Microsoft Office Online Review

This free platform offers functionality similar to desktop apps

Microsoft Office Online can serve as a free MS Office alternative, as it lets you edit and share files created in a word processor, spreadsheet, and presentation program, as well access Outlook and OneNote.

Everything done through the online version of Office is performed through a web browser and saved online, so you can access the files from anywhere.

Microsoft Office Online Home menu
What We Like
  • No software download.

  • Opens every file type that MS Office desktop apps support.

  • Share and collaborate.

  • Free templates.

  • Saves your work automatically.

  • Familiar interface similar to desktop versions.

  • Automatic spell check in Word, OneNote, Calendar, and Outlook.

What We Don't Like
  • Files must exist in OneDrive before being used.

  • Can't check for spelling errors in Excel or PowerPoint.

  • 2 GB is the largest supported file size.

  • Can't always save back to the original format.

Using Office Online

When you visit Office.com and log in with your Microsoft account, there's a menu, like you see above, that provides access to all the apps you're offered. This is how you access Excel online, or Word, or Outlook, etc.

When you select an app, you'll be taken to it immediately, where you can then create and edit files already in your account, and upload new ones. For example, Excel Online has an Upload and open button where you can select an XLS, XLSX, XLB, CSV, or other supported file from your computer.

MS Excel Online

Office Online also makes it really easy to share files and work on documents with other people in real time. Links can be shared that anyone with a Microsoft account can open, so that you can collaborate on files.

Microsoft Office Online File Formats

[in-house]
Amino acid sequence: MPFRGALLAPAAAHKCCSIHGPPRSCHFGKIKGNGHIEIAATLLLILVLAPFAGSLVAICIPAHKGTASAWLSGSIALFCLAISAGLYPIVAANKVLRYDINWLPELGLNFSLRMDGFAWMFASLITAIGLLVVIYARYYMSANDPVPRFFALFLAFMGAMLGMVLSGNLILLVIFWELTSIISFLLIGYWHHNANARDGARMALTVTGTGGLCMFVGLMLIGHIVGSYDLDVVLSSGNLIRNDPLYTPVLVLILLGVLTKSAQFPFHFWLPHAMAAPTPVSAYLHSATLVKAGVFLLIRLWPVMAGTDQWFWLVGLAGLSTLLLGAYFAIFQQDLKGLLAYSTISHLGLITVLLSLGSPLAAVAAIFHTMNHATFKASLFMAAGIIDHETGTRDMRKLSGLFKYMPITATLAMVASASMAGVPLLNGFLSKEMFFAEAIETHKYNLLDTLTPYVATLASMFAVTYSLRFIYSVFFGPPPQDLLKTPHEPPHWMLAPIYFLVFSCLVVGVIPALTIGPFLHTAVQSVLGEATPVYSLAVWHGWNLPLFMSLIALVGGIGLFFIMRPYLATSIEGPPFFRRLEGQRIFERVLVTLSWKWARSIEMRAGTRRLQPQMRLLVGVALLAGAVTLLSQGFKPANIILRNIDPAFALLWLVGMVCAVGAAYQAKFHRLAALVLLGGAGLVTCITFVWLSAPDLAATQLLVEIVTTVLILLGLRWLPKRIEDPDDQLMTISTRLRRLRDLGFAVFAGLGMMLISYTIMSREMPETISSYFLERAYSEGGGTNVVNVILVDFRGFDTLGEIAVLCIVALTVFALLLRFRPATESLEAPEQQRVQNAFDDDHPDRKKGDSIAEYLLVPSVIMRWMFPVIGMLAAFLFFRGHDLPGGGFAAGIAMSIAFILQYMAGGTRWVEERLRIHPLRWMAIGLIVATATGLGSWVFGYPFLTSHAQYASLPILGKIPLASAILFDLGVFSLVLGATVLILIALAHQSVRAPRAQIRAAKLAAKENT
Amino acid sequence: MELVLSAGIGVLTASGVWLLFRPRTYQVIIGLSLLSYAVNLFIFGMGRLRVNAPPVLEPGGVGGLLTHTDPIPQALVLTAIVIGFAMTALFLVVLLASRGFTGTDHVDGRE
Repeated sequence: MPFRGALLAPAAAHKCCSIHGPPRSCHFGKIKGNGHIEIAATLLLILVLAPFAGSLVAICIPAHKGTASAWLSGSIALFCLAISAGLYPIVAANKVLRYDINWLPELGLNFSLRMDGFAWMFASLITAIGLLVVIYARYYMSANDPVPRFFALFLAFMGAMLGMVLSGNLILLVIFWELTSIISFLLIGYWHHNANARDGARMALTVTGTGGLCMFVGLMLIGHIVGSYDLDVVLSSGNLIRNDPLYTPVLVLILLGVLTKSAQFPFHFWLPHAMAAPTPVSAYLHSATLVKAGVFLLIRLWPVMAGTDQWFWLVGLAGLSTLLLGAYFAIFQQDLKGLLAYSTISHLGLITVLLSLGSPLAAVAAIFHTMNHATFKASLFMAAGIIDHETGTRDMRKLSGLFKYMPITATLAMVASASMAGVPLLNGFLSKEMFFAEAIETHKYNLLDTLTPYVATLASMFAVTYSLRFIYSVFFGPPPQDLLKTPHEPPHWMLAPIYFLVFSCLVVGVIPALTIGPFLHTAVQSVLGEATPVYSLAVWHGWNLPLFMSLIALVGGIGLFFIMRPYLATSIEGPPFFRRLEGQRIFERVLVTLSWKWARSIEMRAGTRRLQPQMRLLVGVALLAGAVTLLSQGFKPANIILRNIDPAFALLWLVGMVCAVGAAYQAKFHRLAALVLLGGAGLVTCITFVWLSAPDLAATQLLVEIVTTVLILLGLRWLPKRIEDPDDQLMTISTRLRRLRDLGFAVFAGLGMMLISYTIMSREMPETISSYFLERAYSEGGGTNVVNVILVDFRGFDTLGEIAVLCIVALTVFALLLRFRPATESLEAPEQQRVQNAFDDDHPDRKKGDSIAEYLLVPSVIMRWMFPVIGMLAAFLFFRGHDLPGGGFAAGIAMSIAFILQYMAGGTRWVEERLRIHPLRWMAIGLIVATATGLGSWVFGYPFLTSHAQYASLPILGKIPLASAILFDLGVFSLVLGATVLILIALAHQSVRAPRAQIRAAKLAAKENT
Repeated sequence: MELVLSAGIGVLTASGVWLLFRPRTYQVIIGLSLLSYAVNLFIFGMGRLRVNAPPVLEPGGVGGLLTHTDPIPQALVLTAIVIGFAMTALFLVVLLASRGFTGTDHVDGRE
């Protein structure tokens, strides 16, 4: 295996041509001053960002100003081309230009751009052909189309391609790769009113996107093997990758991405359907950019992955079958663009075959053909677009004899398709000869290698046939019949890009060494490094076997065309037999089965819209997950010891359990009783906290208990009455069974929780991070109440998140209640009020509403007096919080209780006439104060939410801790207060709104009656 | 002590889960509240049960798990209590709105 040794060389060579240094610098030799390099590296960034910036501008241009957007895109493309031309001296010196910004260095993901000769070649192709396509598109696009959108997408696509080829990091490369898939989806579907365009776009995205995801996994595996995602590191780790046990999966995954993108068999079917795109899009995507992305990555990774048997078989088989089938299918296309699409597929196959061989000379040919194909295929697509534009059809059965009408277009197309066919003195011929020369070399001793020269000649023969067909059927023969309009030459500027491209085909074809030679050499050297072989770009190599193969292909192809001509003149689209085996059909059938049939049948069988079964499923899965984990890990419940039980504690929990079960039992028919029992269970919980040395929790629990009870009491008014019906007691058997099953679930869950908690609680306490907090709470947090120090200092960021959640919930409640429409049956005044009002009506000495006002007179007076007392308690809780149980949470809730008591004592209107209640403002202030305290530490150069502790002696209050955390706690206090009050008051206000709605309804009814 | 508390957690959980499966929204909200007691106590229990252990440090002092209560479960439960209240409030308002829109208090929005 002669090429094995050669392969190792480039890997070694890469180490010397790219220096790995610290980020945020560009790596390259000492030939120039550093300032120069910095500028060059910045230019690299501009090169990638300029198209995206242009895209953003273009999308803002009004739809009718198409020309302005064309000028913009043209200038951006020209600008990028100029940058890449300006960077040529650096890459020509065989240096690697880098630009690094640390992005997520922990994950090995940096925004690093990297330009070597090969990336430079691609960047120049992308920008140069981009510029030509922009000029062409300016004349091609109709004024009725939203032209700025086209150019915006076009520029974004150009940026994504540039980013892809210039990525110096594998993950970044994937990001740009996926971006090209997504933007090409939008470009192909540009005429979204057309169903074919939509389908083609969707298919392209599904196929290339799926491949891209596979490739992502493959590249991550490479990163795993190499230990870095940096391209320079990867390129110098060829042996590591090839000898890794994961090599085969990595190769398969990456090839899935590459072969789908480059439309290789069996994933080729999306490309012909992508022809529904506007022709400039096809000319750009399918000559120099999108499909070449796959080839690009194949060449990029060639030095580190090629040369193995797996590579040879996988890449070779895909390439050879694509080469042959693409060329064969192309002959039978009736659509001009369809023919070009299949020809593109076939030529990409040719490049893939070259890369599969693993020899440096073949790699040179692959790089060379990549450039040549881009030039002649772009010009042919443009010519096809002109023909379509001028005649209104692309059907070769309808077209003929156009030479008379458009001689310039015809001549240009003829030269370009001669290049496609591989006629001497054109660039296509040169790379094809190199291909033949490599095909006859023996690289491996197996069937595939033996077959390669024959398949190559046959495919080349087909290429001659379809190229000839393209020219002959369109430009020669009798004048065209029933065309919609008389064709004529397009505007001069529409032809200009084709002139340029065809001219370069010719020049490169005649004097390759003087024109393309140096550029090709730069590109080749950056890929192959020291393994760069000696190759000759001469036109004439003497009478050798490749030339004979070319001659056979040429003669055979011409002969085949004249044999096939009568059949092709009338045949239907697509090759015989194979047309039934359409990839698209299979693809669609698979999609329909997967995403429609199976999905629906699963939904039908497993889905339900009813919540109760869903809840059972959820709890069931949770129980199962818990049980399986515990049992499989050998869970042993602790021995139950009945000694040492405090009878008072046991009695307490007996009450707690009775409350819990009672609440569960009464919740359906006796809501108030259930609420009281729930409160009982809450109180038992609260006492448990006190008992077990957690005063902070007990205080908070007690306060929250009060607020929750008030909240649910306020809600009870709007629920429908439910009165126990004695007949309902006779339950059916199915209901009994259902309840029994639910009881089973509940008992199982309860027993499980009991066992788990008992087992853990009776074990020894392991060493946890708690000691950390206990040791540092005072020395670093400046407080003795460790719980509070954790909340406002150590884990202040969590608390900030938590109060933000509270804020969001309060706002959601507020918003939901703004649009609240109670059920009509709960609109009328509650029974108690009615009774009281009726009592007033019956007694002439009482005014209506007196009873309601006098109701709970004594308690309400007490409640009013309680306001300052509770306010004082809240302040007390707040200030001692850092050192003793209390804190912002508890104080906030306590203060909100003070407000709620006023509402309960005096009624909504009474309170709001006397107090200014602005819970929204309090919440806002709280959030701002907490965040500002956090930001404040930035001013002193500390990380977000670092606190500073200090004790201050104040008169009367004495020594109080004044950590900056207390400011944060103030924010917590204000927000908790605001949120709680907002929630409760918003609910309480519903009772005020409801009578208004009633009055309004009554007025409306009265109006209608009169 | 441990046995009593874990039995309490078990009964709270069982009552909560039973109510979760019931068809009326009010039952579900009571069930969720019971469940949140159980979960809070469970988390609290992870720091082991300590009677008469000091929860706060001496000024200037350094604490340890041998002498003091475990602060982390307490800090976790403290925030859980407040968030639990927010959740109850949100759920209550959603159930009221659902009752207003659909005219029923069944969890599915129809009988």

Microsoft Office Online fully supports the following file types, meaning that you can open and save back to these formats:

DOCM, DOCX, PPTM, PPTX, XLSM, XLSX

Other files are supported, too, such as CSV, but after editing it, if you want to save it back to your computer, you need to pick XLSX or XLSM.

You can, however, take advantage of an export tool that permits the saving of formats like ODT and PDF as a downloaded document. Otherwise, Office saves to OneDrive by default, and it links with your desktop version of Office such that your most-recent-files list is synced between the two.

Microsoft Office Online vs. Microsoft Office

The desktop version of is similar to the online one. While some features may not be present in the online tool, the overall look and feel are nearly identical. They both contain Word, Excel, PowerPoint, Outlook, and OneNote.

The major limitation relates to the fullness of the feature set. The desktop apps, by virtue of residing on a hard drive with access to the operating system, contain richer tools for things like inserting complex objects. Although Office Online is certainly a full-featured online productivity suite, no online-only platform generally offers the same capability as a locally installed program.

There's presently no online version of Access or Publisher.

Thoughts on Microsoft Office Online

If you're familiar with Office on your desktop, using the online version is a breeze, as the menus and functions are similar, if not the exact same.

Common file formats are allowed and every single format that Office supports is supported in the online version. However, there is a major difference in the way Office Online uses these files compared to the desktop version.

Say you're working with someone else on a DOC file that was created in a program like SSuite Office. If you load this DOC file into Office Online and attempt to make any edits, the file is automatically converted to DOCX. This means when you save it and return it to the SSuite user, edits can't be made because that office suite doesn't allow DOCX files to be opened.

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